Parish L. Willis

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Parish Lovejoy Willis
Parish Lovejoy Willis.png
Oregon State Senator
In office
1891 – 1895
Constituency Multnomah County
Personal details
Born November 3, 1838
Putnam County, Illinois
Died October 28, 1917(1917-10-28) (aged 78)
Los Angeles, California
Political party Republican
Spouse(s) Iren H. Stratton
Alma mater Willamette University
Occupation Attorney

Parish Lovejoy Willis[1] (November 3, 1838 – October 28, 1917) was an American attorney and politician in the state of Oregon. A native of Illinois, he served as cavalry in the Rogue River War before becoming a lawyer. A Republican, he served one term in the Oregon State Senate in the early 1890s.

Early life[edit]

Parish Lovejoy Willis was born on November 3, 1838, in Putnam County, Illinois, to Stephen Daws Willis and Nancy Ann Ross.[2][3] He was educated in the public schools of Illinois before the family moved to the Oregon Territory in 1852.[2] During the Rogue River War in Southern Oregon he served as a private in the mounted volunteers from March to June 1857.[2]

Willis continued his education at the Umpqua Academy in Roseburg from 1859 to 1861.[2] He then went to Salem and attended Willamette University from 1862 to 1865.[2] In July 1865, he graduated from the school with a bachelor of arts degree.[4] While in school he also kept the monthly weather data for Salem from 1863 to 1865.[5] Also while still a student Oregon Governor A. C. Gibbs appointed Willis as the state librarian, beginning service on July 5, 1864.[6] He was later elected by the Oregon Legislative Assembly to the position and served until October 19, 1866.[6]

On September 6, 1866, he married Iren H. Stratton in Salem, and they had two daughters and one son.[2][3] That same month Willis was admitted to the bar and began practicing law in Salem in partnership with Richard Williams.[2][3] The law firm lasted until 1873 when Willis left to partner with Reuben P. Boise for three years.[2] In 1879, he moved to Portland where practiced in partnership with Seneca Smith until 1883.[2] Willis then partnered with Williams again for two years and then went into a solo practice.[2]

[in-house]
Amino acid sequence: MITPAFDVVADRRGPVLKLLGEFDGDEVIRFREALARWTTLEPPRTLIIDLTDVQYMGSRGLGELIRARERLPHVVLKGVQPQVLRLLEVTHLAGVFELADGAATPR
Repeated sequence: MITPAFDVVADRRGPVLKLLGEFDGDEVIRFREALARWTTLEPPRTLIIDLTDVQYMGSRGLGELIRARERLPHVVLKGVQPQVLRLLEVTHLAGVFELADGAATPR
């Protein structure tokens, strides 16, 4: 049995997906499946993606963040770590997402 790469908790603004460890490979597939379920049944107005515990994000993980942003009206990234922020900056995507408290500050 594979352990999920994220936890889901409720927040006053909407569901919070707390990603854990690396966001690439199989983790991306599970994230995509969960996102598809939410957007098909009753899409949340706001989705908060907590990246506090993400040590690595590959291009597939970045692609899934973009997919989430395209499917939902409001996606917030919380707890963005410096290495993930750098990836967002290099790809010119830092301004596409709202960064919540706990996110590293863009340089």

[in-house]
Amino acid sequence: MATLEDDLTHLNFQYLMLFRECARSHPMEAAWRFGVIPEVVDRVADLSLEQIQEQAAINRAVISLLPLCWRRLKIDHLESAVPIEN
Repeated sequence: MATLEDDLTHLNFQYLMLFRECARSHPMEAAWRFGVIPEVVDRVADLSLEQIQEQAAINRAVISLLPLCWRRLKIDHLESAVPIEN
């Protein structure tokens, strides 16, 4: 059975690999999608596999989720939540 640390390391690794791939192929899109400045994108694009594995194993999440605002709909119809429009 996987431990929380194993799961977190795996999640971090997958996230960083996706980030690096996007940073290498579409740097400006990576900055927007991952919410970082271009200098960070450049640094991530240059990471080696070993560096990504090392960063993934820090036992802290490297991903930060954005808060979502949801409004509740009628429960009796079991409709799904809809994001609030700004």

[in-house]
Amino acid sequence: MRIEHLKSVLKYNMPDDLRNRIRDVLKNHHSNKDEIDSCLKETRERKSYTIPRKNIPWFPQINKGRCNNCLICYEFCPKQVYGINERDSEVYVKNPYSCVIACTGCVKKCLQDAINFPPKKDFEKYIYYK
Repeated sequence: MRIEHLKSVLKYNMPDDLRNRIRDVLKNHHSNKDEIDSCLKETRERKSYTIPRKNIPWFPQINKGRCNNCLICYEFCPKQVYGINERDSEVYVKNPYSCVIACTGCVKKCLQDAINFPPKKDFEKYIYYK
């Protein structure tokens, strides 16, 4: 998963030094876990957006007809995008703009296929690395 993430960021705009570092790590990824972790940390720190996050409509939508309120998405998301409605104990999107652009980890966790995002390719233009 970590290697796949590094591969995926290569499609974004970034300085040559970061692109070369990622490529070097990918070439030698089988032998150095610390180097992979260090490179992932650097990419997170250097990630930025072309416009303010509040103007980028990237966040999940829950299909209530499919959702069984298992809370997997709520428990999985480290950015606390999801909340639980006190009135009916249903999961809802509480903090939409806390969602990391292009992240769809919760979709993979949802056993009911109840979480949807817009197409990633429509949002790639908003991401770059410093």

Political career[edit]

Willis was elected to the Oregon State Senate in 1890 to represent District 17 in Multnomah County.[7] Elected as a Republican, he served one, four-year term in the legislature spanning two legislative sessions.[8] During the 1893 session he served as chairman of the assessments committee.[9]

Later years[edit]

In business he was involved in a variety of ventures as a board member including the banking,[10] telephone,[3] and the mining industries.[11] Willis was a major shareholder of the Hot Lake Sanatorium Company in Eastern Oregon along with future governor Walter M. Pierce.[12] They were both accused of fraud by another investor, but cleared by the courts of any wrongdoing in 1918.[12] The former sanatorium is now the Hot Lake Hotel and is listed on the National Register of Historic Places.[13] Parish Willis died on October 28, 1917, in Los Angeles, California, at the age of 78.[14]


  1. ^ Sometimes spelled Parrish
  2. ^ a b c d e f g h i j Colmer, Montagu, and Charles Erskine Scott Wood. 1910. History of the Bench and Bar of Oregon. Portland, Or: Historical Pub. Co. p. 246.
  3. ^ a b c d Who's who in the Northwest, Western Press Association, 1911, v.1.
  4. ^ Hines, Gustavus. Oregon and Its Institutions; Comprising a Full History of the Willamette University. Carlton & Porter, 1868, p. 246.
  5. ^ United States National Museum (1874). "Classified Record of Monthly Meteorological Reports Preserved in the Smithsonian Institution". Annual Report of the Board of Regents of the Smithsonian Institution. U. S. Govt. Print. Off.: 118. 
  6. ^ a b Fenton, William D. (1901). "Political History of Oregon From 1865 to 1876". The Quarterly of the Oregon Historical Society. Oregon Historical Society. 2: 331. 
  7. ^ Oregon Legislators and Staff Guide: 1891 Regular Session (16th). Oregon State Archives. Retrieved on March 22, 2009.
  8. ^ Oregon Legislators and Staff Guide: 1893 Regular Session (17th). Oregon State Archives. Retrieved on March 22, 2009.
  9. ^ Baker, Frank C. (1893). The Journal of the Senate of the Legislative Assembly of the State of Oregon for the Seventeenth Regular Session. State of Oregon. p. 735.
  10. ^ Oregon Office of State Bank Examiner. (1910). Annual report of the State Bank Examiner to the Board of Bank Commissioners of the State of Oregon. State of Oregon, p. 52.
  11. ^ Wells, William Bittle. (1900). The Pacific Monthly: A Magazine of Education and Progress. Pacific Monthly Pub. Co., Vol. 4, p. 138.
  12. ^ a b Clarke Woodward Drug Co. v. Hot Lake Sanatorium Co., 88 Ore. 284, 169 P. 796 (1918). West Publishing Company.
  13. ^ "Oregon National Register List" (PDF). State of Oregon. Retrieved 2009-03-23. 
  14. ^ History of the Columbia River Valley From The Dalles to the Sea. Vol. II. The S. J. Clarke Publishing Company. pp. 837–839. 

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